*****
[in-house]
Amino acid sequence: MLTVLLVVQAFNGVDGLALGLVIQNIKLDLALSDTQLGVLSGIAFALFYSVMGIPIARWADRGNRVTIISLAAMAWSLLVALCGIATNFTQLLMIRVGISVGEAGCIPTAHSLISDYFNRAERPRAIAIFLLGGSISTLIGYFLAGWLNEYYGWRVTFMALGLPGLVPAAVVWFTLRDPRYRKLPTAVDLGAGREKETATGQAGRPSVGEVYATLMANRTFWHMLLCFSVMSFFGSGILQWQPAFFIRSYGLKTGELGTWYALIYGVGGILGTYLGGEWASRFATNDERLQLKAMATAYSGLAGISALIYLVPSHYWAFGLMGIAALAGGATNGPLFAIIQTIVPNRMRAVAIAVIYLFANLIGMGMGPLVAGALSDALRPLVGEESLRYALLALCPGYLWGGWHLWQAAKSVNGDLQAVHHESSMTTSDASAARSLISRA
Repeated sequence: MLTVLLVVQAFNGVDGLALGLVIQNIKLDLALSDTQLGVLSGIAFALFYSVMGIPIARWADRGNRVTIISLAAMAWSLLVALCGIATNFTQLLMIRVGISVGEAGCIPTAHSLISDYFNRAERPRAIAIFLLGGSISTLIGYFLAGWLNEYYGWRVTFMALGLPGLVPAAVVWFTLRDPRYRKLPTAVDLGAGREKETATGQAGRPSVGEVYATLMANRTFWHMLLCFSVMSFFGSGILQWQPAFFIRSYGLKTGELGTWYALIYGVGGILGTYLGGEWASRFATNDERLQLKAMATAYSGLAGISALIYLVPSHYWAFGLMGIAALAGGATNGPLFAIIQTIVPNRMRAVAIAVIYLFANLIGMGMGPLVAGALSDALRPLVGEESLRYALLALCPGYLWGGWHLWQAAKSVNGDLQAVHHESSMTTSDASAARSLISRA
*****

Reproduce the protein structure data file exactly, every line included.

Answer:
[in-house]
Amino acid sequence: MLTVLLVVQAFNGVDGLALGLVIQNIKLDLALSDTQLGVLSGIAFALFYSVMGIPIARWADRGNRVTIISLAAMAWSLLVALCGIATNFTQLLMIRVGISVGEAGCIPTAHSLISDYFNRAERPRAIAIFLLGGSISTLIGYFLAGWLNEYYGWRVTFMALGLPGLVPAAVVWFTLRDPRYRKLPTAVDLGAGREKETATGQAGRPSVGEVYATLMANRTFWHMLLCFSVMSFFGSGILQWQPAFFIRSYGLKTGELGTWYALIYGVGGILGTYLGGEWASRFATNDERLQLKAMATAYSGLAGISALIYLVPSHYWAFGLMGIAALAGGATNGPLFAIIQTIVPNRMRAVAIAVIYLFANLIGMGMGPLVAGALSDALRPLVGEESLRYALLALCPGYLWGGWHLWQAAKSVNGDLQAVHHESSMTTSDASAARSLISRA
Repeated sequence: MLTVLLVVQAFNGVDGLALGLVIQNIKLDLALSDTQLGVLSGIAFALFYSVMGIPIARWADRGNRVTIISLAAMAWSLLVALCGIATNFTQLLMIRVGISVGEAGCIPTAHSLISDYFNRAERPRAIAIFLLGGSISTLIGYFLAGWLNEYYGWRVTFMALGLPGLVPAAVVWFTLRDPRYRKLPTAVDLGAGREKETATGQAGRPSVGEVYATLMANRTFWHMLLCFSVMSFFGSGILQWQPAFFIRSYGLKTGELGTWYALIYGVGGILGTYLGGEWASRFATNDERLQLKAMATAYSGLAGISALIYLVPSHYWAFGLMGIAALAGGATNGPLFAIIQTIVPNRMRAVAIAVIYLFANLIGMGMGPLVAGALSDALRPLVGEESLRYALLALCPGYLWGGWHLWQAAKSVNGDLQAVHHESSMTTSDASAARSLISRA